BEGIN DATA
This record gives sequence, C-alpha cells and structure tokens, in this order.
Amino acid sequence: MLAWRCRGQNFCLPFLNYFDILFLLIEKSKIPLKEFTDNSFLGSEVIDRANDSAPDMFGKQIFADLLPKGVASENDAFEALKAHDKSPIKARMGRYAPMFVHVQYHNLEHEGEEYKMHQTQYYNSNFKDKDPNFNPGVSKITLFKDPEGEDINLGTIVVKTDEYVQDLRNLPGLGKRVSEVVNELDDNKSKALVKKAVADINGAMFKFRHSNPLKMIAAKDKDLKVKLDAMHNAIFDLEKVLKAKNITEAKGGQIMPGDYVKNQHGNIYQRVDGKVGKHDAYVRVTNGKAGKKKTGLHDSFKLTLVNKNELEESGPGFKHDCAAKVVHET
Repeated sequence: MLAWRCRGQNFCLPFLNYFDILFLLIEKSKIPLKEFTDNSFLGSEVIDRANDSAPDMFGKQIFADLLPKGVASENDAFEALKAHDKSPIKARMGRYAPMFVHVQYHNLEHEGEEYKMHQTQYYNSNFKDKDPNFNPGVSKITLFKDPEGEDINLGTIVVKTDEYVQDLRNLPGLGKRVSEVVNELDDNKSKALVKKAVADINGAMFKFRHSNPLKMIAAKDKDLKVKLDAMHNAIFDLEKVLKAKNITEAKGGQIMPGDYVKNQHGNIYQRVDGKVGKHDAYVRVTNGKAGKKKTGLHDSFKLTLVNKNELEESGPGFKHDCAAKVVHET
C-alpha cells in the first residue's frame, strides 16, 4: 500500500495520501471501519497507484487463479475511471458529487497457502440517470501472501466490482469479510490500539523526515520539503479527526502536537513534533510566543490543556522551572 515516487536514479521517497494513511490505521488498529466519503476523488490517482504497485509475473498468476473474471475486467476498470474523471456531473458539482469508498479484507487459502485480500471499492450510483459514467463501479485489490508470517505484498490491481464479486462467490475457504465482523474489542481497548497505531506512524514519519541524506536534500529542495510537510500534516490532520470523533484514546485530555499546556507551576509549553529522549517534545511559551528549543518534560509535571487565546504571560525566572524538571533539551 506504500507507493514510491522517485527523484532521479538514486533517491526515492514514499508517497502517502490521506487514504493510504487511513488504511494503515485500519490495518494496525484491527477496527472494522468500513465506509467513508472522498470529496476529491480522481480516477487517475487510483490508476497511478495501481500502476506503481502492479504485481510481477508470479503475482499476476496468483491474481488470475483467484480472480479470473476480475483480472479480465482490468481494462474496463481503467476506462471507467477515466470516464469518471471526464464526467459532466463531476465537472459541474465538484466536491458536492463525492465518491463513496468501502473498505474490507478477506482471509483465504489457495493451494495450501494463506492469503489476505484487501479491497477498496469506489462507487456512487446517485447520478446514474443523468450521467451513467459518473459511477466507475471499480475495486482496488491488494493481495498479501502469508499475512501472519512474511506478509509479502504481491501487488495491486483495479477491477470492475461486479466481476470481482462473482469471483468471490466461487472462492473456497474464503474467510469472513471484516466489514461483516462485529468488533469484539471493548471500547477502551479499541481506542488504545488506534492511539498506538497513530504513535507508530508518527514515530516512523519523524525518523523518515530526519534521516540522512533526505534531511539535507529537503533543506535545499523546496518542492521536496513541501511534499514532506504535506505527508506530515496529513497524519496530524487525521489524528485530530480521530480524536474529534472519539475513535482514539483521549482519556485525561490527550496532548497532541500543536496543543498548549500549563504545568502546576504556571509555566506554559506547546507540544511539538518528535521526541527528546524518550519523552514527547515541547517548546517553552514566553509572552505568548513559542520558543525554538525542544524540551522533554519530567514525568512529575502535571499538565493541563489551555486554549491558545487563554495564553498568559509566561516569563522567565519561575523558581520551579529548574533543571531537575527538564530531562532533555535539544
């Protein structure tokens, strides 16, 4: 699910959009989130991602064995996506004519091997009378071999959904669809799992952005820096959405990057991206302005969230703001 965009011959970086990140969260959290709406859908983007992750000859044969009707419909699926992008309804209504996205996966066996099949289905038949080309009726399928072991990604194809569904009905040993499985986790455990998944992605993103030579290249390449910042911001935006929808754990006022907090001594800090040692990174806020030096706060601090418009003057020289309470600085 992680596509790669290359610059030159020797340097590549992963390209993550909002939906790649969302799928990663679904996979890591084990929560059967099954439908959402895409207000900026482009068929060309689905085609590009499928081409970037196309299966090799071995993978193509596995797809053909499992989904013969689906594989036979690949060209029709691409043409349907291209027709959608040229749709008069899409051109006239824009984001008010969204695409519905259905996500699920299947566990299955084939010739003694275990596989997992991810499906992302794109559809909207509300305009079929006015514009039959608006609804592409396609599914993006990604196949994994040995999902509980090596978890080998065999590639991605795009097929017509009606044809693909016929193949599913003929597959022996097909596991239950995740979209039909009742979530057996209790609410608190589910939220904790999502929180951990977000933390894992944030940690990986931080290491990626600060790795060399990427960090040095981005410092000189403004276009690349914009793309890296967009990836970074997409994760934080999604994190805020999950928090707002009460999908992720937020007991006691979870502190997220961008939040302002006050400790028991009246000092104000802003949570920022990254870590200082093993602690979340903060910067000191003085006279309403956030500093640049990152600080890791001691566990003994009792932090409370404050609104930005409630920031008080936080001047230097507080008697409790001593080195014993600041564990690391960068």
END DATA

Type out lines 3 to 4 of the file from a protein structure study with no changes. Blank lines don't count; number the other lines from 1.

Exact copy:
Repeated sequence: MLAWRCRGQNFCLPFLNYFDILFLLIEKSKIPLKEFTDNSFLGSEVIDRANDSAPDMFGKQIFADLLPKGVASENDAFEALKAHDKSPIKARMGRYAPMFVHVQYHNLEHEGEEYKMHQTQYYNSNFKDKDPNFNPGVSKITLFKDPEGEDINLGTIVVKTDEYVQDLRNLPGLGKRVSEVVNELDDNKSKALVKKAVADINGAMFKFRHSNPLKMIAAKDKDLKVKLDAMHNAIFDLEKVLKAKNITEAKGGQIMPGDYVKNQHGNIYQRVDGKVGKHDAYVRVTNGKAGKKKTGLHDSFKLTLVNKNELEESGPGFKHDCAAKVVHET
C-alpha cells in the first residue's frame, strides 16, 4: 500500500495520501471501519497507484487463479475511471458529487497457502440517470501472501466490482469479510490500539523526515520539503479527526502536537513534533510566543490543556522551572 515516487536514479521517497494513511490505521488498529466519503476523488490517482504497485509475473498468476473474471475486467476498470474523471456531473458539482469508498479484507487459502485480500471499492450510483459514467463501479485489490508470517505484498490491481464479486462467490475457504465482523474489542481497548497505531506512524514519519541524506536534500529542495510537510500534516490532520470523533484514546485530555499546556507551576509549553529522549517534545511559551528549543518534560509535571487565546504571560525566572524538571533539551 506504500507507493514510491522517485527523484532521479538514486533517491526515492514514499508517497502517502490521506487514504493510504487511513488504511494503515485500519490495518494496525484491527477496527472494522468500513465506509467513508472522498470529496476529491480522481480516477487517475487510483490508476497511478495501481500502476506503481502492479504485481510481477508470479503475482499476476496468483491474481488470475483467484480472480479470473476480475483480472479480465482490468481494462474496463481503467476506462471507467477515466470516464469518471471526464464526467459532466463531476465537472459541474465538484466536491458536492463525492465518491463513496468501502473498505474490507478477506482471509483465504489457495493451494495450501494463506492469503489476505484487501479491497477498496469506489462507487456512487446517485447520478446514474443523468450521467451513467459518473459511477466507475471499480475495486482496488491488494493481495498479501502469508499475512501472519512474511506478509509479502504481491501487488495491486483495479477491477470492475461486479466481476470481482462473482469471483468471490466461487472462492473456497474464503474467510469472513471484516466489514461483516462485529468488533469484539471493548471500547477502551479499541481506542488504545488506534492511539498506538497513530504513535507508530508518527514515530516512523519523524525518523523518515530526519534521516540522512533526505534531511539535507529537503533543506535545499523546496518542492521536496513541501511534499514532506504535506505527508506530515496529513497524519496530524487525521489524528485530530480521530480524536474529534472519539475513535482514539483521549482519556485525561490527550496532548497532541500543536496543543498548549500549563504545568502546576504556571509555566506554559506547546507540544511539538518528535521526541527528546524518550519523552514527547515541547517548546517553552514566553509572552505568548513559542520558543525554538525542544524540551522533554519530567514525568512529575502535571499538565493541563489551555486554549491558545487563554495564553498568559509566561516569563522567565519561575523558581520551579529548574533543571531537575527538564530531562532533555535539544